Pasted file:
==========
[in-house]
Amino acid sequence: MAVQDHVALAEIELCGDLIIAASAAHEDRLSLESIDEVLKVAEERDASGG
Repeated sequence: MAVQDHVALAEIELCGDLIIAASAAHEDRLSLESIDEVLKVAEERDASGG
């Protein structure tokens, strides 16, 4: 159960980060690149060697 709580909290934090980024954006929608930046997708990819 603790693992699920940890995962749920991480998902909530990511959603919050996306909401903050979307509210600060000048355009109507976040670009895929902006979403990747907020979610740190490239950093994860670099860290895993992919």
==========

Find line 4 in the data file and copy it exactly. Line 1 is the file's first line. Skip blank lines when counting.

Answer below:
């Protein structure tokens, strides 16, 4: 159960980060690149060697 709580909290934090980024954006929608930046997708990819 603790693992699920940890995962749920991480998902909530990511959603919050996306909401903050979307509210600060000048355009109507976040670009895929902006979403990747907020979610740190490239950093994860670099860290895993992919």